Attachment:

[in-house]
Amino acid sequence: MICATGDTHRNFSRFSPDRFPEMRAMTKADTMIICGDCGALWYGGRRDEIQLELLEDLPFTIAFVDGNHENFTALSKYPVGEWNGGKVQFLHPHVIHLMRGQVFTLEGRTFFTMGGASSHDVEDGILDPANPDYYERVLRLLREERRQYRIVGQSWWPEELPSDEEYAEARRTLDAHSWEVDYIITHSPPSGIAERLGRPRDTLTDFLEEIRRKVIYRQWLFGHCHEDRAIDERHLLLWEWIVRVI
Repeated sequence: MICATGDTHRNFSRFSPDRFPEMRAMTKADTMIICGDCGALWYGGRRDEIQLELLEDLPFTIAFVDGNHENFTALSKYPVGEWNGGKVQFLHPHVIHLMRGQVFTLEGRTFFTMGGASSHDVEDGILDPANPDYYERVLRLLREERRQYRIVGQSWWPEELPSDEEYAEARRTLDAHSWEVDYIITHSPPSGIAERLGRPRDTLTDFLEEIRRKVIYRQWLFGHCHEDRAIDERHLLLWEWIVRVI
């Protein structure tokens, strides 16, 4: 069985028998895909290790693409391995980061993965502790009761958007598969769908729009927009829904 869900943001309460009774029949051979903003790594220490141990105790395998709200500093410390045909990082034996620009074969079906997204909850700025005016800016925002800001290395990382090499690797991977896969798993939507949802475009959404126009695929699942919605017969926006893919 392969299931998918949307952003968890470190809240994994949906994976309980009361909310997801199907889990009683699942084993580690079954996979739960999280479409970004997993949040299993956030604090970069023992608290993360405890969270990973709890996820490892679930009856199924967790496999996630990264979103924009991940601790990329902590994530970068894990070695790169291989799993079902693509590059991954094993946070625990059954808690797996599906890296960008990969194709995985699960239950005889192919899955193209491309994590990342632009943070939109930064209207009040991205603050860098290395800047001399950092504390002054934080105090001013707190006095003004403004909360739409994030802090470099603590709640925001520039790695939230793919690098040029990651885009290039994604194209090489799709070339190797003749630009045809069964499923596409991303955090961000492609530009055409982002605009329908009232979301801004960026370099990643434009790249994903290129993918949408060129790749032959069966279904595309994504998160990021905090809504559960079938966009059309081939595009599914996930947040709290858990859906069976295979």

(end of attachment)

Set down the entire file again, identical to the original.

[in-house]
Amino acid sequence: MICATGDTHRNFSRFSPDRFPEMRAMTKADTMIICGDCGALWYGGRRDEIQLELLEDLPFTIAFVDGNHENFTALSKYPVGEWNGGKVQFLHPHVIHLMRGQVFTLEGRTFFTMGGASSHDVEDGILDPANPDYYERVLRLLREERRQYRIVGQSWWPEELPSDEEYAEARRTLDAHSWEVDYIITHSPPSGIAERLGRPRDTLTDFLEEIRRKVIYRQWLFGHCHEDRAIDERHLLLWEWIVRVI
Repeated sequence: MICATGDTHRNFSRFSPDRFPEMRAMTKADTMIICGDCGALWYGGRRDEIQLELLEDLPFTIAFVDGNHENFTALSKYPVGEWNGGKVQFLHPHVIHLMRGQVFTLEGRTFFTMGGASSHDVEDGILDPANPDYYERVLRLLREERRQYRIVGQSWWPEELPSDEEYAEARRTLDAHSWEVDYIITHSPPSGIAERLGRPRDTLTDFLEEIRRKVIYRQWLFGHCHEDRAIDERHLLLWEWIVRVI
């Protein structure tokens, strides 16, 4: 069985028998895909290790693409391995980061993965502790009761958007598969769908729009927009829904 869900943001309460009774029949051979903003790594220490141990105790395998709200500093410390045909990082034996620009074969079906997204909850700025005016800016925002800001290395990382090499690797991977896969798993939507949802475009959404126009695929699942919605017969926006893919 392969299931998918949307952003968890470190809240994994949906994976309980009361909310997801199907889990009683699942084993580690079954996979739960999280479409970004997993949040299993956030604090970069023992608290993360405890969270990973709890996820490892679930009856199924967790496999996630990264979103924009991940601790990329902590994530970068894990070695790169291989799993079902693509590059991954094993946070625990059954808690797996599906890296960008990969194709995985699960239950005889192919899955193209491309994590990342632009943070939109930064209207009040991205603050860098290395800047001399950092504390002054934080105090001013707190006095003004403004909360739409994030802090470099603590709640925001520039790695939230793919690098040029990651885009290039994604194209090489799709070339190797003749630009045809069964499923596409991303955090961000492609530009055409982002605009329908009232979301801004960026370099990643434009790249994903290129993918949408060129790749032959069966279904595309994504998160990021905090809504559960079938966009059309081939595009599914996930947040709290858990859906069976295979």